In the middle of one of our periodic cold snaps in the unpredictable Texas winter I was reminded of what a good idea it was to purchase a Vogelzang Boxwood Stove a few years ago. The stove is a well-made, compact and handy little unit which fits a need which I suspect we share with many other households perfectly. It may seem anachronistic, but it fills a need which is as real now as it was hundreds of years ago.
Like a lot of houses ours has problems with distributing the central heat evenly. While the master bedroom and the second story get good head distribution, nothing seems to keep the main living area warm because of its many windows, glass doors, and high ceilings. And if you turn the heat up high enough to compensate, the upstairs and the master bedroom become unbearably hot. The only answer is to set the thermostat for the rest of the house and find some other way to heat the living room to make it bearable on the 30 or so really cold days we have each winter.
When we bought our house it came with a fireplace with a built-in gas heater as the answer to this dilemma, but the blower makes so much noise you can't hold a conversation anywhere near it, and the heat output was never impressive. So a few years ago I bought a Vogelzang Boxwood Stove and installed it on the tile pad in front of the fireplace, running a vent pipe from the top of the stove into the chimney. The stove was inexpensive, well made, and does a remarkably good job of heating the living room when we need it.
The boxwood stove is an interesting device. It's a small woodburning stove designed more for function than for aesthetics. The interior is only about 22 inches deep and about 9 inches wide. It has no glass window or open grate so you can watch the fire. It's a little, rounded hunk of cast iron designed to generate the most possible heat from the smallest amount of fuel. Instead of a window it has a solid door in the front with a pull-out base plate for cleaning out ash and drawing in air. On the top there are two warmer plates which work nicely for keeping warm drinks warm. It's called a boxwood stove because it was made for use in warehouses and workshops to run off the scrap wood from shipping crates and boxes and pallets which would otherwise just be thrown away. The utilitarian design makes it much more efficient as a heat source than fancier stoves with windows and a fireplace-like design.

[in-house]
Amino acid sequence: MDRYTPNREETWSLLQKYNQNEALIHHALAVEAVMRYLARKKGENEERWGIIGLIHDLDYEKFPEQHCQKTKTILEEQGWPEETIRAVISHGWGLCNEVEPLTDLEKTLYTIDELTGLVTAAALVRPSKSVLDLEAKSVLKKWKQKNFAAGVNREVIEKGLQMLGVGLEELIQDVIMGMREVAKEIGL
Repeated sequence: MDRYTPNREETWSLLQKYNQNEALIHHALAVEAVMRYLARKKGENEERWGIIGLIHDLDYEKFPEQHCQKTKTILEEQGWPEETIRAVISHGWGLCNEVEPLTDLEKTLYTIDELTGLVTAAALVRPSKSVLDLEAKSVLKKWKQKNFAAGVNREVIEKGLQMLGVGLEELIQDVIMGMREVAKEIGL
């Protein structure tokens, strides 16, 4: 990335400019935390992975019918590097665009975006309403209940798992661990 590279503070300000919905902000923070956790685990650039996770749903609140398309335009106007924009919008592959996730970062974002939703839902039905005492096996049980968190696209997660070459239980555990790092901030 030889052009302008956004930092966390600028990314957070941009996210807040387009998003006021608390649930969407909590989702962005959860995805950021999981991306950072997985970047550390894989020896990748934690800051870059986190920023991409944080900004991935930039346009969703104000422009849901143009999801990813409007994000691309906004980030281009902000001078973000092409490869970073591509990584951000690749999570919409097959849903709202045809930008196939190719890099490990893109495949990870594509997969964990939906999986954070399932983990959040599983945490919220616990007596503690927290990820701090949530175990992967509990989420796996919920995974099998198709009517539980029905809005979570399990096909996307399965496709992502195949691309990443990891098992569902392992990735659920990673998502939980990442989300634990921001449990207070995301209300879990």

A lot of woodworking hobbyists use them to heat their workshops. I need mine more in the living room, so I bring in scraps of leftover wood from my woodworking projects and keep them in a brass bucket next to the stove to use as needed. I'm also using up branches from our Christmas tree bit by bit as convenient, fast-burning kindling. They give off a nice smell, but I suspect the creosote deposits they leave behind will eventually be a problem. My wife is on a recycling kick, which fits right in, since all the cardboard and paper she wants to recycle goes right into the stove as well.
When I bought mine at Tractor Supply Company a few years ago the price was very reasonable. For reasons which are unclear they've gone up in price considerably since then, but they are still well worth the investment and I've seen them on sale recently at Harbor Freight. Of course, there are a few caveats. If you buy one you are likely to also want to buy a grate to go in the bottom so that your fires draw better and the ash is easier to clean out. You'll also want to buy a magnetic thermometer to put on the top to keep track of the temperature. You'll also want a brush and an ash bucket to periodically clean out the ash.
The stove draws best when it's kept running at a fairly high heat and you need to be prepared for a new stove or one you're just starting up to give off a little bit of smoke. Not a problem in a large space like a living room. If you have a setup like mine or if you don't have a fireplace and want to vent the stove through the wall, be prepared to lay out some money for a vent pipe. Even the cheap galvanized stove pipe is fairly expensive, but I went with the more attractive powder-coated black pipe and I think my five feet of pipe with two bends cost almost $100.
A boxwood stove is a practical item for many homes, but that doesn't mean it can't still be fun. It has a lot of old fashioned charm, and the front door does open if you want to watch the fire and maybe even give the kids a chance to roast some marshmallows. Plus, when society falls apart it may be all you have to keep warm with.